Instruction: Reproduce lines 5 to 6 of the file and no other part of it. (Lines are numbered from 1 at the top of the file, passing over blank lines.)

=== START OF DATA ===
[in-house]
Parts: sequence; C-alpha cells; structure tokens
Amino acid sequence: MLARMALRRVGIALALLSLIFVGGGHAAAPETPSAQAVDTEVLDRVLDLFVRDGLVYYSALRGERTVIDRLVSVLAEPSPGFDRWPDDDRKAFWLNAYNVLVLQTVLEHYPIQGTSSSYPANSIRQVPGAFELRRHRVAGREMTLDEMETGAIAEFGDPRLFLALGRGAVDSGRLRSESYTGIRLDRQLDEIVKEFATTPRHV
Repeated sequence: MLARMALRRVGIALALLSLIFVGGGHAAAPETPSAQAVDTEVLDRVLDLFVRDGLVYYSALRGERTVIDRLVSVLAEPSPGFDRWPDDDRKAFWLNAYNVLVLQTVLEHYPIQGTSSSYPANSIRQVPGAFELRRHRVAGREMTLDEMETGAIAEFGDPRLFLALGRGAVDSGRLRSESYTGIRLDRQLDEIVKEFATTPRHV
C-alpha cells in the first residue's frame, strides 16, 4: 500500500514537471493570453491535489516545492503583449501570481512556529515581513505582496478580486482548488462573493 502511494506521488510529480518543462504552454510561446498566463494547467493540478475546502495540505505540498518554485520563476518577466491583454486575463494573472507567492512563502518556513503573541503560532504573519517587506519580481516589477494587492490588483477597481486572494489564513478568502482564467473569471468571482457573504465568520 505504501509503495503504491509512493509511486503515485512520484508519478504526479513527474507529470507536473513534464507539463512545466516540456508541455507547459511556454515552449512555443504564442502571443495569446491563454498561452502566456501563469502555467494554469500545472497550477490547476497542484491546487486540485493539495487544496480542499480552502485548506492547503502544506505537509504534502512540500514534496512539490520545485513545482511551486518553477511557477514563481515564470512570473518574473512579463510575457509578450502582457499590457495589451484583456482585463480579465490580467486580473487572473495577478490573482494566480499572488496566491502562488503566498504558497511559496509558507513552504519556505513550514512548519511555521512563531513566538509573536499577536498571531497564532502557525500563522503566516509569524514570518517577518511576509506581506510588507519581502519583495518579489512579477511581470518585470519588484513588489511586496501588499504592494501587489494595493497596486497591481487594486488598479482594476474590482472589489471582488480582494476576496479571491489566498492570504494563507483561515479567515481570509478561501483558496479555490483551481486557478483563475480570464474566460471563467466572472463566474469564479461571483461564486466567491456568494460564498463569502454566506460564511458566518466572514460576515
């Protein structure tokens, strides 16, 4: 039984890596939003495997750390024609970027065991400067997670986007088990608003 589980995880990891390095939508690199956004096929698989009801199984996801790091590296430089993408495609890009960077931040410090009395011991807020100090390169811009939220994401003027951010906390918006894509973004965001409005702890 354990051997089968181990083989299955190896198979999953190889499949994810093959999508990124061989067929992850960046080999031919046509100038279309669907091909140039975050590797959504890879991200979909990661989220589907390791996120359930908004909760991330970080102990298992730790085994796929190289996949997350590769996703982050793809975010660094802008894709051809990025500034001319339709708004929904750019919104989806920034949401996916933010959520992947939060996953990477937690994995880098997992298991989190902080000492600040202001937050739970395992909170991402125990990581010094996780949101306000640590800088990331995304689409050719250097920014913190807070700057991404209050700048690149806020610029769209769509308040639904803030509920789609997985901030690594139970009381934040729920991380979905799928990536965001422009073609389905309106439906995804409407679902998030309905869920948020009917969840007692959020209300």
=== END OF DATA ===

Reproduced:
C-alpha cells in the first residue's frame, strides 16, 4: 500500500514537471493570453491535489516545492503583449501570481512556529515581513505582496478580486482548488462573493 502511494506521488510529480518543462504552454510561446498566463494547467493540478475546502495540505505540498518554485520563476518577466491583454486575463494573472507567492512563502518556513503573541503560532504573519517587506519580481516589477494587492490588483477597481486572494489564513478568502482564467473569471468571482457573504465568520 505504501509503495503504491509512493509511486503515485512520484508519478504526479513527474507529470507536473513534464507539463512545466516540456508541455507547459511556454515552449512555443504564442502571443495569446491563454498561452502566456501563469502555467494554469500545472497550477490547476497542484491546487486540485493539495487544496480542499480552502485548506492547503502544506505537509504534502512540500514534496512539490520545485513545482511551486518553477511557477514563481515564470512570473518574473512579463510575457509578450502582457499590457495589451484583456482585463480579465490580467486580473487572473495577478490573482494566480499572488496566491502562488503566498504558497511559496509558507513552504519556505513550514512548519511555521512563531513566538509573536499577536498571531497564532502557525500563522503566516509569524514570518517577518511576509506581506510588507519581502519583495518579489512579477511581470518585470519588484513588489511586496501588499504592494501587489494595493497596486497591481487594486488598479482594476474590482472589489471582488480582494476576496479571491489566498492570504494563507483561515479567515481570509478561501483558496479555490483551481486557478483563475480570464474566460471563467466572472463566474469564479461571483461564486466567491456568494460564498463569502454566506460564511458566518466572514460576515
């Protein structure tokens, strides 16, 4: 039984890596939003495997750390024609970027065991400067997670986007088990608003 589980995880990891390095939508690199956004096929698989009801199984996801790091590296430089993408495609890009960077931040410090009395011991807020100090390169811009939220994401003027951010906390918006894509973004965001409005702890 354990051997089968181990083989299955190896198979999953190889499949994810093959999508990124061989067929992850960046080999031919046509100038279309669907091909140039975050590797959504890879991200979909990661989220589907390791996120359930908004909760991330970080102990298992730790085994796929190289996949997350590769996703982050793809975010660094802008894709051809990025500034001319339709708004929904750019919104989806920034949401996916933010959520992947939060996953990477937690994995880098997992298991989190902080000492600040202001937050739970395992909170991402125990990581010094996780949101306000640590800088990331995304689409050719250097920014913190807070700057991404209050700048690149806020610029769209769509308040639904803030509920789609997985901030690594139970009381934040729920991380979905799928990536965001422009073609389905309106439906995804409407679902998030309905869920948020009917969840007692959020209300």